1Division of Epidemiology, Dalla Lana School of Public Health, University of Toronto, Toronto, Ontario, Canada.
Background: A better understanding of links between mental illness and risk of bloodborne infectious disease could inform preventive and therapeutic strategies in individuals with mental illness.
Methods: We performed a cross-sectional study using the National Health and Nutrition Examination Survey (NHANES) to estimate the seroprevalence of hepatitis B and C in individuals with and without a prior prescription for antipsychotic medications, and to determine whether differences in seroprevalence could be explained by differential distribution in known infection risk factors. Multivariable logistic regression models were used to examine the association between receipt of antipsychotic medication and HBV and HCV seropositivity.
Results: Those who had HBV core antibody had 1.64 (95% CI: 0.89, 3.02) times the odds and those with HCV antibody (anti-HCV) had 3.48 (95% CI: 1.71, 7.09) times the odds of having a prescription for at least one antipsychotic medication compared to those who did not have HBV core antibody or HCV antibody, respectively. While prior antipsychotic receipt was a potent risk marker for HCV seropositivity, risk was explained by adjusting for known bloodborne infection risk factors (adjusted ORs 1.01 [95% CI: 0.50, 2.02] and 1.38 [95% CI: 0.44, 4.36] for HBV and HCV, respectively).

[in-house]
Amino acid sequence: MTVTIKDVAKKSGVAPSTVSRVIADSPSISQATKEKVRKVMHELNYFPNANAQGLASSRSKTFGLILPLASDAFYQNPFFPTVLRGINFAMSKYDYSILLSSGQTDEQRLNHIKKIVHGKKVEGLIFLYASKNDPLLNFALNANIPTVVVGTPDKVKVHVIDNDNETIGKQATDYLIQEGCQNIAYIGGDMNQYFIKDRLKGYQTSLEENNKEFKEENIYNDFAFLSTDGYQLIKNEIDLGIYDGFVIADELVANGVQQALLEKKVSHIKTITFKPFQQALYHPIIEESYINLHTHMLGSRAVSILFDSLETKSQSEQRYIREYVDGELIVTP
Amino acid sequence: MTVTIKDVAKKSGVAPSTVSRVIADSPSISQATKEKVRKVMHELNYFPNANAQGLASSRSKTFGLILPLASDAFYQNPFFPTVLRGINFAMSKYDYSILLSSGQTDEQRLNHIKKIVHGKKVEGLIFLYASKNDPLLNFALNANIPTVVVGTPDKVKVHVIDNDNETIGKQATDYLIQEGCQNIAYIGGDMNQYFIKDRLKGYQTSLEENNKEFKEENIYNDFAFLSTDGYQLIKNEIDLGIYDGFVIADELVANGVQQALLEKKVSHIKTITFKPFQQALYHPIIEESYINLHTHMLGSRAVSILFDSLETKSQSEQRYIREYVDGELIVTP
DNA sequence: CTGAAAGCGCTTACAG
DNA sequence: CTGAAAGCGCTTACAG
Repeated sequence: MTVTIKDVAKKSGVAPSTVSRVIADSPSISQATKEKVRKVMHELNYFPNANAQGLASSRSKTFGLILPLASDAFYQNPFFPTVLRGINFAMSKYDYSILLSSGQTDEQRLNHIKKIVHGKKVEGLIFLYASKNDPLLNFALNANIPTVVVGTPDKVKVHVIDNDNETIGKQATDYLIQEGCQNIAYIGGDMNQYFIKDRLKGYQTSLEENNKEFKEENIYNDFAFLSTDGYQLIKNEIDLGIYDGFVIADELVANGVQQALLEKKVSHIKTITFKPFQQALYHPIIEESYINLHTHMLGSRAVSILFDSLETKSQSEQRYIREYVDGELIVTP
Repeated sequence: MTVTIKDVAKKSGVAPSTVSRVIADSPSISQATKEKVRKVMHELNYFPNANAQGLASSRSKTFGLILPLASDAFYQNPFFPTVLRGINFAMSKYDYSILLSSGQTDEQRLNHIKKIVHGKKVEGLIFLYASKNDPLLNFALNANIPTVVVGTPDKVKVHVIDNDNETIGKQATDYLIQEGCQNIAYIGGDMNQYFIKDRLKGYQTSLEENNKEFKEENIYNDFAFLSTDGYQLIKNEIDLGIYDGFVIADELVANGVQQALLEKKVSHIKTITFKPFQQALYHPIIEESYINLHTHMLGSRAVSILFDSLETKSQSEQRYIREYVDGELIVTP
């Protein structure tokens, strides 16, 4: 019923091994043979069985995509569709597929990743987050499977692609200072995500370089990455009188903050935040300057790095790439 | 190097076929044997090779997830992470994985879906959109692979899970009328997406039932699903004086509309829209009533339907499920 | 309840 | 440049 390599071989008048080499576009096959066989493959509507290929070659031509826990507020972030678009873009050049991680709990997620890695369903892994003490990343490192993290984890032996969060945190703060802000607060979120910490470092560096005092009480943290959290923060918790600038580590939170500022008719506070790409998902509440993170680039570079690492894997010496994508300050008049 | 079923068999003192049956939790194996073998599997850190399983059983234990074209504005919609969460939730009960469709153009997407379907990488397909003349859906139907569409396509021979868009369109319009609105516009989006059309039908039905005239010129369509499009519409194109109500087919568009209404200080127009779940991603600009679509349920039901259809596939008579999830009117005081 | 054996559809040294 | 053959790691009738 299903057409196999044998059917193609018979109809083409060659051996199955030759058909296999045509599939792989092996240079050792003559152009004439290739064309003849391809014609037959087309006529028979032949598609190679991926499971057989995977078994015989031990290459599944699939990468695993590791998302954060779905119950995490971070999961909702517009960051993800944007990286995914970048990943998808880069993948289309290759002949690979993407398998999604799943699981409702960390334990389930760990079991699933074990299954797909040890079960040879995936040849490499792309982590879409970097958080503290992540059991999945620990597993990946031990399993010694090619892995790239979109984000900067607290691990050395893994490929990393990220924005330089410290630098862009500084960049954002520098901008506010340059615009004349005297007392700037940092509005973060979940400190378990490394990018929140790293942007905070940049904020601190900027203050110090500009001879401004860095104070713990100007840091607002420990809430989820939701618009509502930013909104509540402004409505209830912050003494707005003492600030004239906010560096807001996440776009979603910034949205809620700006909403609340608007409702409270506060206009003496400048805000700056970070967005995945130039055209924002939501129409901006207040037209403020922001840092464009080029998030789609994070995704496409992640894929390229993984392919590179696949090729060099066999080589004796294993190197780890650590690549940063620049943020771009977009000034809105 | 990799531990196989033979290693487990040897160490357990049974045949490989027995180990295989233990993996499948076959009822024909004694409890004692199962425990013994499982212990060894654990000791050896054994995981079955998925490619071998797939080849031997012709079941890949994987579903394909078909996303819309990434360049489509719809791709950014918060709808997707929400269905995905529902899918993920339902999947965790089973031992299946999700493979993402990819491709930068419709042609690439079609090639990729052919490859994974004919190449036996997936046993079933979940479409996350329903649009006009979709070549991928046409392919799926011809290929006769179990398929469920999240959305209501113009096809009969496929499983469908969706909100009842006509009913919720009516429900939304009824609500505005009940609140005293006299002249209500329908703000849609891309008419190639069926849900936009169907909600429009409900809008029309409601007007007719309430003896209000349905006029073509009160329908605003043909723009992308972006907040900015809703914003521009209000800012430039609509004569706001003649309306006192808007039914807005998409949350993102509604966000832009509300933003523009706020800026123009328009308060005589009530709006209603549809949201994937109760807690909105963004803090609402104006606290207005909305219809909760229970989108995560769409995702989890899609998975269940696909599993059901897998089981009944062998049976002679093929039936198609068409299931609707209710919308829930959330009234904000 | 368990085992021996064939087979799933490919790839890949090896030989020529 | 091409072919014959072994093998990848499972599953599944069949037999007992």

Conclusions: Prior receipt of antipsychotic medications is a strong predictor of HCV (and to a lesser extent HBV) seropositivity. Treatment with antipsychotic medications should be considered as additional risk markers for individuals who may benefit from targeted prevention, screening, and harm reduction interventions for HCV.